The Cryptid Zoo: Giant Salamanders in Cryptozoology

A reconstruction of a giant amphibian from the distant past, a creature similar to giant salamander cryptids. This screenshot is copyrighted by those who own the copyright to the documentary 'Walking with Monsters'.
Early explorers in California's Trinity Alps reported a weird creature in nearby swift-flowing mountain streams, rivers and lakes, including the New River and the Sacramento River. This was a giant salamander (the salamander is a type of amphibian that resembles a lizard). These giant salamanders were deep brown with sickly yellow spots, and captured specimens ranged in length from five to nine feet. The reports mostly died out after the 1920s and 1930s, and many cryptozoologists feel it likely that the giant salamander may have succummbed to the pressures of civilization and is now extinct. It was never recognized by science, so it remains a true cryptid.

It is not totally outside the range of reason for salamanders to grow that large. Today, the largest salamanders acknowledged by science live in Asia, in the exact same types of habitat as the cryptozoological American variety, and they can grow up to six feet in length. It is not out of the question that they might have once had some bigger American relatives.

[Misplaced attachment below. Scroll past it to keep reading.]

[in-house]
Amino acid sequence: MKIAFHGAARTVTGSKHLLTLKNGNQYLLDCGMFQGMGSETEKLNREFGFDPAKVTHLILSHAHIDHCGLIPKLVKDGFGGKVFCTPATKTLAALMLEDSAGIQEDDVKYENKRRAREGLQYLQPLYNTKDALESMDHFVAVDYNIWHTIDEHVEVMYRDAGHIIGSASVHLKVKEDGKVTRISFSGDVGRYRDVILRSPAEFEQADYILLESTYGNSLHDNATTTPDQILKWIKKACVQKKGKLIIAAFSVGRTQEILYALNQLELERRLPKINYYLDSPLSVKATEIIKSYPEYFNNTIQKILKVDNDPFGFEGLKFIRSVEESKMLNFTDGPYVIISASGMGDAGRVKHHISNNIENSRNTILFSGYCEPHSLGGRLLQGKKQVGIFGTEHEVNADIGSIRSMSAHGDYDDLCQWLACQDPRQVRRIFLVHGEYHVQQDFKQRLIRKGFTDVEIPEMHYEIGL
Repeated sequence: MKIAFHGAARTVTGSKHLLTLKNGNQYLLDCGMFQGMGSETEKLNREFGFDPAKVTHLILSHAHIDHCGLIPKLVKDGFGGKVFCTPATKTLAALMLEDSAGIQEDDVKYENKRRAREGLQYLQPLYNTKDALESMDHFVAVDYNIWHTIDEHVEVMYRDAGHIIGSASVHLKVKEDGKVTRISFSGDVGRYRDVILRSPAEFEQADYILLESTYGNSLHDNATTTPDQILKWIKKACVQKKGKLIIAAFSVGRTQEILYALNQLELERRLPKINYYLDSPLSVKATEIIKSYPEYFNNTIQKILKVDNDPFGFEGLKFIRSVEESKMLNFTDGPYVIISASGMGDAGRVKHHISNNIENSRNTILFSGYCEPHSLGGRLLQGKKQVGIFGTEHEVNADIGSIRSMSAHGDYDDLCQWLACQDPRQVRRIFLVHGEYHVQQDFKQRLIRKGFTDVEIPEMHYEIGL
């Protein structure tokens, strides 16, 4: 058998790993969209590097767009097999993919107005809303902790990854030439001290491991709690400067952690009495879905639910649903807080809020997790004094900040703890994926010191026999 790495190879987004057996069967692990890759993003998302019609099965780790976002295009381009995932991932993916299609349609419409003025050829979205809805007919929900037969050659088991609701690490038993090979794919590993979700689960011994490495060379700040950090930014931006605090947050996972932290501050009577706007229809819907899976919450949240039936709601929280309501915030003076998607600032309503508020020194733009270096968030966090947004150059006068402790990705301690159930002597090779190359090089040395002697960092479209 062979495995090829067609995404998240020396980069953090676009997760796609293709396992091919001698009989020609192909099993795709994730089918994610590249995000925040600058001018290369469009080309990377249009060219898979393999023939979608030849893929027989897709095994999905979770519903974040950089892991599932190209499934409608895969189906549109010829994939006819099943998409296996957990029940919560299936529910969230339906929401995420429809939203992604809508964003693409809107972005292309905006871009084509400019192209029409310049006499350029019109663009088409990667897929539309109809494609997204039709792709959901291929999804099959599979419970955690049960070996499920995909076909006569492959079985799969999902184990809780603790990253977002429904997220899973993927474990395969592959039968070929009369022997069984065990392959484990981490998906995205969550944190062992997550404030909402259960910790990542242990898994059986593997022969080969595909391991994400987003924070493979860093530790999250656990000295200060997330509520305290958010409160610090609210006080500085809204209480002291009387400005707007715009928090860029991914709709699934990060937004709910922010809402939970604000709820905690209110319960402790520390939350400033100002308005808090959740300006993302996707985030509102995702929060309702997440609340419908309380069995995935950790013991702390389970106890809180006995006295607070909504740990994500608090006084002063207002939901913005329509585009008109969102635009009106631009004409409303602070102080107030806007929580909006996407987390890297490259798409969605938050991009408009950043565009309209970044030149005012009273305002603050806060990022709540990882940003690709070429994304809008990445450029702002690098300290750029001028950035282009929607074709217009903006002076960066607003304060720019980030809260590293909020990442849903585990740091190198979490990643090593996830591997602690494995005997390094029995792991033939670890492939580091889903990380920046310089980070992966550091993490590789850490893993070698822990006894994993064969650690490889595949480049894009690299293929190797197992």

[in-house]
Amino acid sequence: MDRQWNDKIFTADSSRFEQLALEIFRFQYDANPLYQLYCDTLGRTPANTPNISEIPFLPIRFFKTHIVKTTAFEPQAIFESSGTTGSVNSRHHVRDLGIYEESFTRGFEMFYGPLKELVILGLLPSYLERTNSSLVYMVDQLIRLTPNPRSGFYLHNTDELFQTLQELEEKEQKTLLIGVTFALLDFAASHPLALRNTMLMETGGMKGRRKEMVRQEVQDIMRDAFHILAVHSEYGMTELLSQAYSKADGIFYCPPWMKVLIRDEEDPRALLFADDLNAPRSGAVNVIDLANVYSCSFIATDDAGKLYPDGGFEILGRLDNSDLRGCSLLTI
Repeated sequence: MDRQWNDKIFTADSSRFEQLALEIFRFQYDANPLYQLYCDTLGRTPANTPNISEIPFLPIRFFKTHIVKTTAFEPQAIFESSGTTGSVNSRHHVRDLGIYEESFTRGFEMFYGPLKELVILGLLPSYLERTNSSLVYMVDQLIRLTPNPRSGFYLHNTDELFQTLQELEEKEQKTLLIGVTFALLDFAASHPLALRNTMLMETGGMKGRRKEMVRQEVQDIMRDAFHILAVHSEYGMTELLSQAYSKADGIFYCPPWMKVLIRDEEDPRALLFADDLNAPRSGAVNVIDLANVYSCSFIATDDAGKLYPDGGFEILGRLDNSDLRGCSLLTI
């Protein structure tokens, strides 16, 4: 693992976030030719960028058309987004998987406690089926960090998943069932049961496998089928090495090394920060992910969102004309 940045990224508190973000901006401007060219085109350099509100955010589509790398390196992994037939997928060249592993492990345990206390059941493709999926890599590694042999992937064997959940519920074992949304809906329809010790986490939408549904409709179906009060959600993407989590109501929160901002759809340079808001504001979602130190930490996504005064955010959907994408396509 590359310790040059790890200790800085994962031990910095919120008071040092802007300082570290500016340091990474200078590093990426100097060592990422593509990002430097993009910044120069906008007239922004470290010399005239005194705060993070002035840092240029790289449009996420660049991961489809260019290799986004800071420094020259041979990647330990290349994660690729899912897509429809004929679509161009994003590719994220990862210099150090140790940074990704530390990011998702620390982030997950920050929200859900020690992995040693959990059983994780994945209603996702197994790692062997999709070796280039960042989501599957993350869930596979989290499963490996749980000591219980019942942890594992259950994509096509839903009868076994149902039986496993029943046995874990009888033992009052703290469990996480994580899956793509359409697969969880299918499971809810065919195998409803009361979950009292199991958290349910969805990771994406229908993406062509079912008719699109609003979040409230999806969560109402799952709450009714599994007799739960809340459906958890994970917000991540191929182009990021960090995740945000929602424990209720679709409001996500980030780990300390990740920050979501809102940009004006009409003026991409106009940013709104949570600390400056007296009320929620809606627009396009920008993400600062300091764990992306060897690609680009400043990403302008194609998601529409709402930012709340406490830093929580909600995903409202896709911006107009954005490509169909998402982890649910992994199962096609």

Other giant salamanders are less famous than the Trinity Alps ones, but are more likely to still be among the living, since most of these have not been searched for as diligently and fruitlessly. One of these is the African mulilo, which some researchers believe is a legless salamander (or caecilian) six feet long. If it exists, it would be a foot longer than the largest known caecilian accepted by mainstream science today (Caecilia thompsoni of South America).

You can find out more about Giant Salamanders from the following sources:

Clark, Jerome and Coleman, Loren. Cryptozoology A-Z. New York: Simon & Schuster, 1999. Pages 93-95
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Newton, Michael. Encyclopedia of Cryptozoology: A Global Guide to Hidden Animals and Their Pursuers. Jefferson, North Carolina: McFarland & Company, 2005. Pages 160, 177, 300, 305, 313, 315, 328, 330, 374, 404, 408, 433, 466

Shuker, Karl. The Beasts That Hide From Man: Seeking the World's Last Undiscovered Animals. New York: Paraview Press, 2003. Page 260

Wikipedia, The. Giant Salamander

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